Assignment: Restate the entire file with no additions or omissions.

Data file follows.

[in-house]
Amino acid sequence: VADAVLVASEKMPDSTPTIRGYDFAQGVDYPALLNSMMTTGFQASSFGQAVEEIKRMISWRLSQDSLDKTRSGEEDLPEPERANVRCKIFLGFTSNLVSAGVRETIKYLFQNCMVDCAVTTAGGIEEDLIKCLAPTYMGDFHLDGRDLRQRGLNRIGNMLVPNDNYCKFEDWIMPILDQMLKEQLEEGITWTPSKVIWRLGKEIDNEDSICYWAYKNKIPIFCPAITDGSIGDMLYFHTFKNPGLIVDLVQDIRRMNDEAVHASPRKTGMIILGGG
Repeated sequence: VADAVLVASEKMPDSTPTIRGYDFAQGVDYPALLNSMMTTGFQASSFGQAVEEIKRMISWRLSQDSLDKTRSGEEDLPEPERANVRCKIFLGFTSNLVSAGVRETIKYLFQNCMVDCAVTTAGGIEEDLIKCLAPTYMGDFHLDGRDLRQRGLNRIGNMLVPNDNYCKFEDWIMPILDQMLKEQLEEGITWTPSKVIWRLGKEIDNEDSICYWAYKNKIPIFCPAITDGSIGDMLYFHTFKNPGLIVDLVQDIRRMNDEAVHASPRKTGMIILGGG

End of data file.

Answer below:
[in-house]
Amino acid sequence: VADAVLVASEKMPDSTPTIRGYDFAQGVDYPALLNSMMTTGFQASSFGQAVEEIKRMISWRLSQDSLDKTRSGEEDLPEPERANVRCKIFLGFTSNLVSAGVRETIKYLFQNCMVDCAVTTAGGIEEDLIKCLAPTYMGDFHLDGRDLRQRGLNRIGNMLVPNDNYCKFEDWIMPILDQMLKEQLEEGITWTPSKVIWRLGKEIDNEDSICYWAYKNKIPIFCPAITDGSIGDMLYFHTFKNPGLIVDLVQDIRRMNDEAVHASPRKTGMIILGGG
Repeated sequence: VADAVLVASEKMPDSTPTIRGYDFAQGVDYPALLNSMMTTGFQASSFGQAVEEIKRMISWRLSQDSLDKTRSGEEDLPEPERANVRCKIFLGFTSNLVSAGVRETIKYLFQNCMVDCAVTTAGGIEEDLIKCLAPTYMGDFHLDGRDLRQRGLNRIGNMLVPNDNYCKFEDWIMPILDQMLKEQLEEGITWTPSKVIWRLGKEIDNEDSICYWAYKNKIPIFCPAITDGSIGDMLYFHTFKNPGLIVDLVQDIRRMNDEAVHASPRKTGMIILGGG